The acquisition and renovation of buildings and civil engineering works includes funds for the development of infrastructure organised by the Estonian Centre for Defence Investment. The most important infrastructure objects to be completed in 2022 are the central ammunition depots, a parking area with parking shelters for technical equipment belonging to the 2nd Infantry Brigade, a new access road to the Sirgala training area, and a warehouse and maintenance training garage for the 1st Infantry Brigade. The Mine Harbour will undergo infrastructure upgrades to meet the needs of the Navy. Construction will continue in 2022 on the War and Disaster Medicine Center and the Combat School, and a national defence building will be built. Funds have been earmarked for the renovation of the War of Independence Memorial and its grounds. The acquisition of land is linked to improving training capabilities in the Central Training Area.
With the support of additional funding from the Government of the Republic, developments to the Central Training Area and the improvement of training opportunities available there, as well as the rebuilding of the Ämari apron, and the modernisation of the perimeter and security works for the deployment of previously established facilities, are being completed within the framework of allied infrastructure investments.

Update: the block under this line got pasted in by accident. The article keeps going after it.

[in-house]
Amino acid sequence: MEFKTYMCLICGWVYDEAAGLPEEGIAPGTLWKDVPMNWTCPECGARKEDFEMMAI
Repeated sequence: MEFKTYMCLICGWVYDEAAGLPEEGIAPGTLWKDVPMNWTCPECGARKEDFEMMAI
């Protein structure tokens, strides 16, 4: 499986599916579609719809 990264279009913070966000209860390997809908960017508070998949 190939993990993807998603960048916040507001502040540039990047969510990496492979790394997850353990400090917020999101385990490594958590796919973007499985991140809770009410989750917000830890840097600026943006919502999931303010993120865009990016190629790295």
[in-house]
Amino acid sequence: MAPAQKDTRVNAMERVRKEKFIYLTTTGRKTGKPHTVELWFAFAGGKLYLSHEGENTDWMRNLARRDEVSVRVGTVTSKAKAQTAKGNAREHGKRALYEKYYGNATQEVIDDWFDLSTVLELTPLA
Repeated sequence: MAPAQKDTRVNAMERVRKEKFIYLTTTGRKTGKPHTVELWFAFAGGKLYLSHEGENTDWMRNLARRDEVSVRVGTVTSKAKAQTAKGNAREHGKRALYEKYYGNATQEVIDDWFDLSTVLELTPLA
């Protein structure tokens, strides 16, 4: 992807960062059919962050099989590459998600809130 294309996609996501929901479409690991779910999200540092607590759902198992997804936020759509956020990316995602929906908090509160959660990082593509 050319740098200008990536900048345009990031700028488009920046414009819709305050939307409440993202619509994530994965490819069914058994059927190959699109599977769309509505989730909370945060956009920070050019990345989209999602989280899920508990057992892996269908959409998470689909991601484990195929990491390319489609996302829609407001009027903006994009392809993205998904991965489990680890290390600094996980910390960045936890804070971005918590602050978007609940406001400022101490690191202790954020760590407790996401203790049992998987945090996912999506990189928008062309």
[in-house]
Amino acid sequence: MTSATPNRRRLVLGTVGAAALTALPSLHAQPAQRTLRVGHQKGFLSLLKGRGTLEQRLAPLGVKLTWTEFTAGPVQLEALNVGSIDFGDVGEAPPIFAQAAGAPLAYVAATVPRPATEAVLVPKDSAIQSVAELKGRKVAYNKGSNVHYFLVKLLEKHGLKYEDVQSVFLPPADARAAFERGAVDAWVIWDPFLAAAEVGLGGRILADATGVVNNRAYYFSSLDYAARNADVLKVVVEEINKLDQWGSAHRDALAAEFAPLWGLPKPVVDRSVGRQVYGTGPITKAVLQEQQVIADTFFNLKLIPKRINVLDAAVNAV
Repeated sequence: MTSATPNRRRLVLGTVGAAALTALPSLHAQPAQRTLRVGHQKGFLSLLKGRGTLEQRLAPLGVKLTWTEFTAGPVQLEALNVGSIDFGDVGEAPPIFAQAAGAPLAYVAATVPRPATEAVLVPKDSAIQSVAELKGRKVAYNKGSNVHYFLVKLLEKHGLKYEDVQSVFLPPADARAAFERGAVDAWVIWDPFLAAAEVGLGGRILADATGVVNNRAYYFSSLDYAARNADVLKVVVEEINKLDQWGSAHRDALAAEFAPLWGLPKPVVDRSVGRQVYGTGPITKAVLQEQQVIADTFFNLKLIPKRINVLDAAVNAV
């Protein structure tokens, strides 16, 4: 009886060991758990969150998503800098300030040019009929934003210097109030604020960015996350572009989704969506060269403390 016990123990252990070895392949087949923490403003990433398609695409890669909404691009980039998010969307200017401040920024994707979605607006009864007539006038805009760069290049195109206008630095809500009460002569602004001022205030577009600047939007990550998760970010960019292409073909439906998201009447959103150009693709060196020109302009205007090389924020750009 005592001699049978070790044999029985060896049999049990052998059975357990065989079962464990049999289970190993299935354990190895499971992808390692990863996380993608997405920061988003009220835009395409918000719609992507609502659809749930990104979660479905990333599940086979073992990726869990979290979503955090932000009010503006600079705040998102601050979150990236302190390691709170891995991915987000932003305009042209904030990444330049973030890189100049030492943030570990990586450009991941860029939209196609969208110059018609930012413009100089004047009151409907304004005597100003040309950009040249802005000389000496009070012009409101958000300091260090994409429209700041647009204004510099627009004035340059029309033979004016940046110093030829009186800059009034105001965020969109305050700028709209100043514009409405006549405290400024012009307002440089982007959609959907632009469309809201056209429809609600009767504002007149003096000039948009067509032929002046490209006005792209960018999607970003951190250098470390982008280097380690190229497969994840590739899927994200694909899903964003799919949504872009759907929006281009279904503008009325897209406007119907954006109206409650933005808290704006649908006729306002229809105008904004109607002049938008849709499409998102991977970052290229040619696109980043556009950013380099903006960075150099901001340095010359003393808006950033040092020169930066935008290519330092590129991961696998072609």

With the support of external funding, investments will be made in the firing ranges for armoured vehicles, in the further development of maritime communications, and in the ammunition handling area.
Decision of the Government of the Republic of Estonia to strengthen crisis preparedness
The war in Ukraine confirms that Estonia can be defended if we have the will, the weapons, people with training, and the necessary reserves. The war in Ukraine is not over, but it is already clear that Estonia’s national defence decisions have been the right ones – the Ukrainian experience has only served to confirm the need for and importance of planned capabilities. On the basis of the National Defence Development Plan approved last year, decisions were taken to prioritise the development of capabilities ensuring that the increase in military defence would be as fast as possible and with the greatest impact.